The first proposal, sponsored by Bartolotta and Sen. Art Haywood, D-Philadelphia, is designed to improve the communication between law enforcement offices and crime victims. It would also make it easier for victims to get compensated for losses they incur during a crime.
The second reform, sponsored by Sen. Tom Killion, R-Delaware, would revise the sentencing guidelines the Legislature provides to the state Sentencing Commission.
It would also permit the release of “short-sentence” offenders after they serve a minimum of two years in prison, as long as they meet certain behavior standards, and streamline the process for getting parolees into substance abuse programs.
The third bill, sponsored by Baker, would create an advisory committee to help improve county parole boards. County parole boards supervise 86 percent of all probation and parole cases, according to legislation Greenleaf introduced last year. But they lack a centralized agency to guide them on best practices.
Most of the proposals in the Senate have bi-partisan support. But that hasn’t stopped some lawmakers from floating other, potentially more polarizing criminal justice reforms on their own.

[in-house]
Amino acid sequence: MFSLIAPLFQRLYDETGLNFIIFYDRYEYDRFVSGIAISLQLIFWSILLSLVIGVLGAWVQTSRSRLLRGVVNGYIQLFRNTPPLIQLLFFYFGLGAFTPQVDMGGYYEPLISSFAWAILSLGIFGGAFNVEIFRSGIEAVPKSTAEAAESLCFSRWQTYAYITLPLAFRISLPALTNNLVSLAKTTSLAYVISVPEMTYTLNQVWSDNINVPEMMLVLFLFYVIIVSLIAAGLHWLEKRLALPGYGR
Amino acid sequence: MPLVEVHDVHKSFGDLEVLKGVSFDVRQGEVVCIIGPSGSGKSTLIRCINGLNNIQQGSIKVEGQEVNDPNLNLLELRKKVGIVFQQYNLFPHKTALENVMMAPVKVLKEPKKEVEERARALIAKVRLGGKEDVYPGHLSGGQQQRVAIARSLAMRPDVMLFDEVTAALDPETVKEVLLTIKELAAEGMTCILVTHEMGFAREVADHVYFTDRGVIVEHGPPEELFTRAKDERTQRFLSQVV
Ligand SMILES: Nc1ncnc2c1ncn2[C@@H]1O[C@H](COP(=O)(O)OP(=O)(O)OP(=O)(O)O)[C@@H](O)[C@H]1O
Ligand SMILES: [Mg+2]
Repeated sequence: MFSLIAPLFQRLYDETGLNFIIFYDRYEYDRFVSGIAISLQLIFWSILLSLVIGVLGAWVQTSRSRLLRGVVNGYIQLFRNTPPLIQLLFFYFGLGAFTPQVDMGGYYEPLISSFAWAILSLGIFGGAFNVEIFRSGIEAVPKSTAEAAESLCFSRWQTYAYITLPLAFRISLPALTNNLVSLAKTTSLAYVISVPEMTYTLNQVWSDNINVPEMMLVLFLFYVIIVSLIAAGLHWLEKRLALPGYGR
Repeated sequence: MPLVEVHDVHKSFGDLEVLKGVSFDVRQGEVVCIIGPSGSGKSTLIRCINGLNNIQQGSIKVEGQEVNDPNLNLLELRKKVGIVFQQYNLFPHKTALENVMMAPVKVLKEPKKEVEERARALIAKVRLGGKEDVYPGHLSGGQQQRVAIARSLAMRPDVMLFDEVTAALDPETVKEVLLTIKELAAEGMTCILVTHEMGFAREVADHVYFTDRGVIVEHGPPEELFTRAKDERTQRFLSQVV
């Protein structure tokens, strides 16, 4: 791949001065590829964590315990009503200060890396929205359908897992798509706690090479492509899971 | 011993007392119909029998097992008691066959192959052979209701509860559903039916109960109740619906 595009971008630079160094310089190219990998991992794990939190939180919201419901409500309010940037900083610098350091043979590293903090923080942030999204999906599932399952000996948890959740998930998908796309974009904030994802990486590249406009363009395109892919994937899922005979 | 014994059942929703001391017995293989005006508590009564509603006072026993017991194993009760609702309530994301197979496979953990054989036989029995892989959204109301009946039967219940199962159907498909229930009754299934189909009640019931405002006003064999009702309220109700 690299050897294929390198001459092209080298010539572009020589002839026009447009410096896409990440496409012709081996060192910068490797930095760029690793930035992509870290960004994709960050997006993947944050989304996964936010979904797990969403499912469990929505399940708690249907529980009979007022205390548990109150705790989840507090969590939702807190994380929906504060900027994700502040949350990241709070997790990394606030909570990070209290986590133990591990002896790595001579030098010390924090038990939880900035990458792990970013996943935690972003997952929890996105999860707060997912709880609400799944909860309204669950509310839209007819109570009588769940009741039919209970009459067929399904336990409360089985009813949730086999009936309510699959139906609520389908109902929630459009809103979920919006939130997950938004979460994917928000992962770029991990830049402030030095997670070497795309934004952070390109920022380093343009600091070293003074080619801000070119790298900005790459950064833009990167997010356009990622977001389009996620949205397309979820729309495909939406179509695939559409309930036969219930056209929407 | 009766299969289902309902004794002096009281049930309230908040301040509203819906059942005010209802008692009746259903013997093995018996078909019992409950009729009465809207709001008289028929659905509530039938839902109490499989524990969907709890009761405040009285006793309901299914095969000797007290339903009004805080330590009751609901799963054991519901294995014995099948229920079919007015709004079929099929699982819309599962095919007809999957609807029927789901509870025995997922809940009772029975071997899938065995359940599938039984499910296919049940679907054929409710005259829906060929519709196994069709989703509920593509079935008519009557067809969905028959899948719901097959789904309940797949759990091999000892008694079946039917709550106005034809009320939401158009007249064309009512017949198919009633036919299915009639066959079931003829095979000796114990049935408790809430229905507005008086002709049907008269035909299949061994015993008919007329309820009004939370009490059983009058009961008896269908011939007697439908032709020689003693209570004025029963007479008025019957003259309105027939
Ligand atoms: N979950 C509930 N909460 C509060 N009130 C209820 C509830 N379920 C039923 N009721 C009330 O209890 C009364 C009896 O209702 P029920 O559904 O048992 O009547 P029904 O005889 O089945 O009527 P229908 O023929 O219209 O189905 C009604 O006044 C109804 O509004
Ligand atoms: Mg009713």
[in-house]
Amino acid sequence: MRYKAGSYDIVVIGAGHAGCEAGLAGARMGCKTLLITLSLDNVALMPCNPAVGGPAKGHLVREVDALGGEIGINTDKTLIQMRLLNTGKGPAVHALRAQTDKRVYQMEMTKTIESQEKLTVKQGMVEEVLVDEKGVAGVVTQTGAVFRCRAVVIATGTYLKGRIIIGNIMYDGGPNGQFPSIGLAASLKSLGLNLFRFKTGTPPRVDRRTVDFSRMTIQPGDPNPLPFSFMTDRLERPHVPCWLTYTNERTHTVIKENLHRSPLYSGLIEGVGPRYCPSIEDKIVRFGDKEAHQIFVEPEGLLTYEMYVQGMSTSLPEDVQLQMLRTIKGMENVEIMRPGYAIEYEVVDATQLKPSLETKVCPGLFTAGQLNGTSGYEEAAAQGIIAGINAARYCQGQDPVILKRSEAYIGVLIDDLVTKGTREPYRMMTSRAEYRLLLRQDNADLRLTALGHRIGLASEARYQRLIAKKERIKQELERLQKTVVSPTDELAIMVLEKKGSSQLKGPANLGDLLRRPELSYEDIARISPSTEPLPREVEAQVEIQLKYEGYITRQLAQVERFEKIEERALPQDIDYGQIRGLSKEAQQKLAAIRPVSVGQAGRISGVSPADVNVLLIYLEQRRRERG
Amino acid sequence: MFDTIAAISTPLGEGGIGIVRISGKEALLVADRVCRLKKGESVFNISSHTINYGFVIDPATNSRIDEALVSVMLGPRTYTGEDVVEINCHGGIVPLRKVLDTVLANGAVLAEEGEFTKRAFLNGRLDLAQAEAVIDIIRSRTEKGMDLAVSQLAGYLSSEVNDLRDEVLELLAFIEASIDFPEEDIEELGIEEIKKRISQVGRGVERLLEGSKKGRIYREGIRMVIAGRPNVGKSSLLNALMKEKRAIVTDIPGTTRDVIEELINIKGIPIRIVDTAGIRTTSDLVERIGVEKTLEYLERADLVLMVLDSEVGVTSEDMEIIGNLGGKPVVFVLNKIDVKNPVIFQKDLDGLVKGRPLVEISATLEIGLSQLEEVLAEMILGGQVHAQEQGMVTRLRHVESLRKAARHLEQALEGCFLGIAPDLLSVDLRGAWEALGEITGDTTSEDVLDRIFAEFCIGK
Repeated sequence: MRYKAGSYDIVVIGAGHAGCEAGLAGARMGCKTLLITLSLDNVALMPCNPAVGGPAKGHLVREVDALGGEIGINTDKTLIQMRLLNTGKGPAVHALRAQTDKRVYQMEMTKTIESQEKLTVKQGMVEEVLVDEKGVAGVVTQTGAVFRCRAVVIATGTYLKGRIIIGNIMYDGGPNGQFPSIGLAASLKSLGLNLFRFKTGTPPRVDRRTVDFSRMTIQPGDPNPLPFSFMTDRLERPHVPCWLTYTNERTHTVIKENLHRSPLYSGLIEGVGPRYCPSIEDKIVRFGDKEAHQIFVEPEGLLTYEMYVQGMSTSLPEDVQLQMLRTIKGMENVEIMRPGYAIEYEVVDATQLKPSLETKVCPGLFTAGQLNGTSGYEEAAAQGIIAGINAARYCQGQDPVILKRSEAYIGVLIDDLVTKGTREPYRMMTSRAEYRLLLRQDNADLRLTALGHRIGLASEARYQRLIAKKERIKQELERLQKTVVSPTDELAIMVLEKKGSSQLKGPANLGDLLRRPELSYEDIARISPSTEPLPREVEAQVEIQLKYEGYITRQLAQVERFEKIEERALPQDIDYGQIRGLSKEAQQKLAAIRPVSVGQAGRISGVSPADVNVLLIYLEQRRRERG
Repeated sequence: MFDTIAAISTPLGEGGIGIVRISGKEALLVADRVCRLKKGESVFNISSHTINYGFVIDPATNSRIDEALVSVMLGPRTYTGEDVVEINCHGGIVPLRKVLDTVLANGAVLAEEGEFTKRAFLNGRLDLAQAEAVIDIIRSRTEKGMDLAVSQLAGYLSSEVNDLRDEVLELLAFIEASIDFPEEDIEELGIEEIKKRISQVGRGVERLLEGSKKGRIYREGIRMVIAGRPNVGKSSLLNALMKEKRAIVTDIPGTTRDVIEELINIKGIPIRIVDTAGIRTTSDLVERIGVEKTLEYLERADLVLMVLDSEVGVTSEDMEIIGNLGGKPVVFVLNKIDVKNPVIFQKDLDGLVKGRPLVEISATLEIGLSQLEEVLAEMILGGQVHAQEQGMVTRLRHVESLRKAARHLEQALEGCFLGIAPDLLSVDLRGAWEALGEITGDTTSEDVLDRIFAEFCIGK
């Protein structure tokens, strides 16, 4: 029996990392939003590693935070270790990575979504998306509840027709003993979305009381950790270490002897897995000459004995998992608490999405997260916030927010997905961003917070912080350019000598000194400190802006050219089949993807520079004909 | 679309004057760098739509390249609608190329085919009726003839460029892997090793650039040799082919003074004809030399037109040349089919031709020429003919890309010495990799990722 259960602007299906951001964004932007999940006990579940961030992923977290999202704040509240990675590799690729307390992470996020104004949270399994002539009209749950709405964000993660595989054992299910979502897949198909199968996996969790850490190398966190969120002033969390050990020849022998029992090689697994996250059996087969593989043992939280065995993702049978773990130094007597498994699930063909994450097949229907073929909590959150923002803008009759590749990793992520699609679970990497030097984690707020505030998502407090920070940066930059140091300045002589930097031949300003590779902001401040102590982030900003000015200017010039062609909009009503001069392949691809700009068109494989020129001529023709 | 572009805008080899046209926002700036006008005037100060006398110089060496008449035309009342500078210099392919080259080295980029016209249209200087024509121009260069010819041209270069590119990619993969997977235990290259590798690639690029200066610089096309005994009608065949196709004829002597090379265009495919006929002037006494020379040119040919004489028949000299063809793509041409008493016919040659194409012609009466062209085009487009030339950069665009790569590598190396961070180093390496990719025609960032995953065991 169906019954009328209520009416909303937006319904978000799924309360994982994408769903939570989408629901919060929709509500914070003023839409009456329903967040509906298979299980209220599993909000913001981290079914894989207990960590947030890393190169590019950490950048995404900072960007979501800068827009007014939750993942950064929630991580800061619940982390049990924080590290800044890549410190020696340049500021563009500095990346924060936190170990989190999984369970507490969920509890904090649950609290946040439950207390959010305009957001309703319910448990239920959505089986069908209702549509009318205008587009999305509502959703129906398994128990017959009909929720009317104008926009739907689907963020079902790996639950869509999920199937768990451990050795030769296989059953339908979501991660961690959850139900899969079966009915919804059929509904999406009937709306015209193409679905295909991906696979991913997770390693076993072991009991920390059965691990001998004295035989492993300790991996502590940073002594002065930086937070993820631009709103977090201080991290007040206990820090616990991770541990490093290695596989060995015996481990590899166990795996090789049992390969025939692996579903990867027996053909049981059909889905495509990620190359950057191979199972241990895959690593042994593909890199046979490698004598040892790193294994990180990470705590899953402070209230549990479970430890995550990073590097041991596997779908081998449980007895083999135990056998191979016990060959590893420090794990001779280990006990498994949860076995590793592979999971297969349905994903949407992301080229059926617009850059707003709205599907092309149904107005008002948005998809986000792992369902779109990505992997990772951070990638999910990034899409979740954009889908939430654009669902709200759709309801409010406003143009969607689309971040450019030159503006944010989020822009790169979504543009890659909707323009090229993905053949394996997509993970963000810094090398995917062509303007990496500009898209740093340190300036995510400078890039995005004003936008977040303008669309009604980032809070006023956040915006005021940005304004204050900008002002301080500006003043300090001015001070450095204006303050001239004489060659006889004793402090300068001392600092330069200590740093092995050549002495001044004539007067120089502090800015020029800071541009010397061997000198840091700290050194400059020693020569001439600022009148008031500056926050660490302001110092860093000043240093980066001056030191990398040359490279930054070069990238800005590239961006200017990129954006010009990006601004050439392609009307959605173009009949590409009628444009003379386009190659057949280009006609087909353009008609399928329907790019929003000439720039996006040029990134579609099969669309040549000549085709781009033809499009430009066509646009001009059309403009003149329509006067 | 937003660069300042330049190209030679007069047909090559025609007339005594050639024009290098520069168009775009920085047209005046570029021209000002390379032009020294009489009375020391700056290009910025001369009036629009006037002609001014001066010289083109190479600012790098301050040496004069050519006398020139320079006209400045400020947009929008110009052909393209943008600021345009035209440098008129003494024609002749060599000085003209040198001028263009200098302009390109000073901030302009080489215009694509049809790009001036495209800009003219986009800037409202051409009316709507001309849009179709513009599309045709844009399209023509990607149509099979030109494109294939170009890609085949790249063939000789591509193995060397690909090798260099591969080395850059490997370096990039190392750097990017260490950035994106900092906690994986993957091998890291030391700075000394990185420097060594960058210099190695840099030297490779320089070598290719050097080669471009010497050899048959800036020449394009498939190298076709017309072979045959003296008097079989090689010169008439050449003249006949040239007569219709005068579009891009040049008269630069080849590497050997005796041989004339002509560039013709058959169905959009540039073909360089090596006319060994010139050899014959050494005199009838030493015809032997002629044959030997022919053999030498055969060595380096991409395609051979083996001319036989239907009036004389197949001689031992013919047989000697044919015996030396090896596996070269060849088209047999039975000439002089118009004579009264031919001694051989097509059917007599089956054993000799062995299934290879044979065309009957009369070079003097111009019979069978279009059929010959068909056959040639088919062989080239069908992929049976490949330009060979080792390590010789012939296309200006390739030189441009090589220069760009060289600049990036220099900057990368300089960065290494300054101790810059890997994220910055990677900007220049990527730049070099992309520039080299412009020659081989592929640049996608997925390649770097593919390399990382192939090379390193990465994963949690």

One such bill, from Sen. Sharif Street, D-Philadelphia, would allow inmates serving life sentences to qualify for parole. Another of his proposals would repeal a mandate, passed in 2010, that requires Pennsylvania to adopt a pre-sentencing risk algorithm.
Street says such algorithms are biased and do not accurately predict someone’s risk of recidivism.
Another pair of bills from a Pittsburgh Democrat would address policing practices.
Senate Minority Leader Jay Costa, D-Allegheny, plans to introduce a bill requiring local police departments to adopt model use-of-force policies. A second bill he’s drafting would provide community police training and counseling to police departments.
Costa’s district neighbors the East Pittsburgh borough where a police officer fatally shot an unarmed black teen named Antwon Rose in 2018.